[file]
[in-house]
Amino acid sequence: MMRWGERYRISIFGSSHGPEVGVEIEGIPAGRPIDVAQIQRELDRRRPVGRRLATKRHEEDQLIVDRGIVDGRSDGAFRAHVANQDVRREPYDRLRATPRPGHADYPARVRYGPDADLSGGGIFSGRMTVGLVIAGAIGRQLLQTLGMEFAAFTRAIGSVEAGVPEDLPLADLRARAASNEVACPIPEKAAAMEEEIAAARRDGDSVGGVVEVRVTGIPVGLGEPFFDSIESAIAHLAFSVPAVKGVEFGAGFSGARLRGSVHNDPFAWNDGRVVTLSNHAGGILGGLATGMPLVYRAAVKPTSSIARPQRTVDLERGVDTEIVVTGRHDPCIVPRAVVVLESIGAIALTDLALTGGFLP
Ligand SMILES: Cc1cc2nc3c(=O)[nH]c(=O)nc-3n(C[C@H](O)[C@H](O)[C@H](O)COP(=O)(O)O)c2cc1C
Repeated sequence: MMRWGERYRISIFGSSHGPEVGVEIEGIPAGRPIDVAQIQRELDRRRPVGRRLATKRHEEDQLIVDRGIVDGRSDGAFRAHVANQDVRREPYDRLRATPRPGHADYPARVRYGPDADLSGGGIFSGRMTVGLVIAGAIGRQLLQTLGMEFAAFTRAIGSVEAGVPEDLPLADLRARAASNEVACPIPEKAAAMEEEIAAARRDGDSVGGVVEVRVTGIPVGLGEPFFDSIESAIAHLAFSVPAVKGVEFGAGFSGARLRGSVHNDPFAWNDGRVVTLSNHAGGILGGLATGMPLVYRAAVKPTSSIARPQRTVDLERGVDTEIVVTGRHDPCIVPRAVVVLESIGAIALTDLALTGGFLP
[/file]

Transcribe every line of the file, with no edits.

[in-house]
Amino acid sequence: MMRWGERYRISIFGSSHGPEVGVEIEGIPAGRPIDVAQIQRELDRRRPVGRRLATKRHEEDQLIVDRGIVDGRSDGAFRAHVANQDVRREPYDRLRATPRPGHADYPARVRYGPDADLSGGGIFSGRMTVGLVIAGAIGRQLLQTLGMEFAAFTRAIGSVEAGVPEDLPLADLRARAASNEVACPIPEKAAAMEEEIAAARRDGDSVGGVVEVRVTGIPVGLGEPFFDSIESAIAHLAFSVPAVKGVEFGAGFSGARLRGSVHNDPFAWNDGRVVTLSNHAGGILGGLATGMPLVYRAAVKPTSSIARPQRTVDLERGVDTEIVVTGRHDPCIVPRAVVVLESIGAIALTDLALTGGFLP
Ligand SMILES: Cc1cc2nc3c(=O)[nH]c(=O)nc-3n(C[C@H](O)[C@H](O)[C@H](O)COP(=O)(O)O)c2cc1C
Repeated sequence: MMRWGERYRISIFGSSHGPEVGVEIEGIPAGRPIDVAQIQRELDRRRPVGRRLATKRHEEDQLIVDRGIVDGRSDGAFRAHVANQDVRREPYDRLRATPRPGHADYPARVRYGPDADLSGGGIFSGRMTVGLVIAGAIGRQLLQTLGMEFAAFTRAIGSVEAGVPEDLPLADLRARAASNEVACPIPEKAAAMEEEIAAARRDGDSVGGVVEVRVTGIPVGLGEPFFDSIESAIAHLAFSVPAVKGVEFGAGFSGARLRGSVHNDPFAWNDGRVVTLSNHAGGILGGLATGMPLVYRAAVKPTSSIARPQRTVDLERGVDTEIVVTGRHDPCIVPRAVVVLESIGAIALTDLALTGGFLP